Theft Offenses

Theft offenses are crimes involving a taking of property not belonging to the taker. Whether the taking was from a person or a place will determine how these offenses will be charged. The distinction in how theft offenses are charged is very important because the consequences can vary drastically.

For example, if a person is arrested shoplifting for the first time, she will likely be charged with a misdemeanor and offered a program or a few days in jail. On the other hand a residential burglary is charged as a felony and it is not uncommon for the DA to make an offer of state prison even if the accused has no criminal history. A first degree burglary conviction also qualifies as a strike, affecting the person’s credits for good time served. The difference between a misdemeanor and a felony lies largely on the sentencing for each. A person convicted of a misdemeanor cannot be sentenced to more than one year in county jail while a person convicted of a felony can spend years incarcerated in a state prison.

The severity of the charges also depends on the person’s criminal record, the intent of the person when committing the crime and the value of what was taken. A person with a long theft related record who is caught shoplifting faces the risk of being charged with a felony for simple petty theft with a prior (California Penal Code section 666). Also, if police or the prosecution can point to some direct or circumstantial evidence that tends to show intent to steal before the accused entered the store, a misdemeanor petty theft charge can become a felony commercial burglary. For this purpose, prosecutors often look for empty bags, quick focused action while in the store, failure to purchase other items and lack of ability to pay for the items taken. Lastly, the value of the items taken can affect whether a theft charge is charged as petty or grand theft. Currently, in California, to be charged with grand theft, the money, real or personal property taken must generally be $950 or more. Interestingly, you can be charged with grand theft if accused of taking domestic fowls, avocados, olives, citrus or deciduous fruits, other fruits, vegetables, nuts, artichokes, or other farm crops in the value of over $250.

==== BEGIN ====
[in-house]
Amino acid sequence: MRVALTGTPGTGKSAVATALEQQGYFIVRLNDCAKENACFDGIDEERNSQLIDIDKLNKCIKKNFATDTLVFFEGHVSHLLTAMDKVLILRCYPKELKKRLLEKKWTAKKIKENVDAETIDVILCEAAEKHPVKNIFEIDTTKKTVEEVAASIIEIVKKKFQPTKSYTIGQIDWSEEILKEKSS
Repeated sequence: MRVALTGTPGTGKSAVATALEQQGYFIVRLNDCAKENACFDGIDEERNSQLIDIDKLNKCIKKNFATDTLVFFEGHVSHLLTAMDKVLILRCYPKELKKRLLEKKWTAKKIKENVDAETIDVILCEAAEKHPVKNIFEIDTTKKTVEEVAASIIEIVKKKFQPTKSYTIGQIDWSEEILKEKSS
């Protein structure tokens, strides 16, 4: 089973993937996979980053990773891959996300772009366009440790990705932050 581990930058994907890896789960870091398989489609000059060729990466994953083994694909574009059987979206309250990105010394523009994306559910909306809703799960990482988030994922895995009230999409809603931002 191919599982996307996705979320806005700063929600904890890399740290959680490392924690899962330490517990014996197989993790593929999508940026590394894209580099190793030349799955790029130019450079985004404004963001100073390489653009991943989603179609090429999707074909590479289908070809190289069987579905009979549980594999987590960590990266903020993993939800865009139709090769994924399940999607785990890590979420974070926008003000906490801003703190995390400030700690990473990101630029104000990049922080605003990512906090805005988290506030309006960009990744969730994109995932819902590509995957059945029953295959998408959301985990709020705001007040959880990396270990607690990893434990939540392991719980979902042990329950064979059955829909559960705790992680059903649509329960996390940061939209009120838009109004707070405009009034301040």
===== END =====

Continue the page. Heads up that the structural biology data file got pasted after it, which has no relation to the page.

As former prosecutors, our attorneys understand the subtle differences that can determine the severity of a criminal charge and possible consequences. Our attorneys have handled countless theft cases both as prosecutors and defense counsel and are qualified to advise you based on the specific facts surrounding your case. They will help choose the best course of action for your theft charges.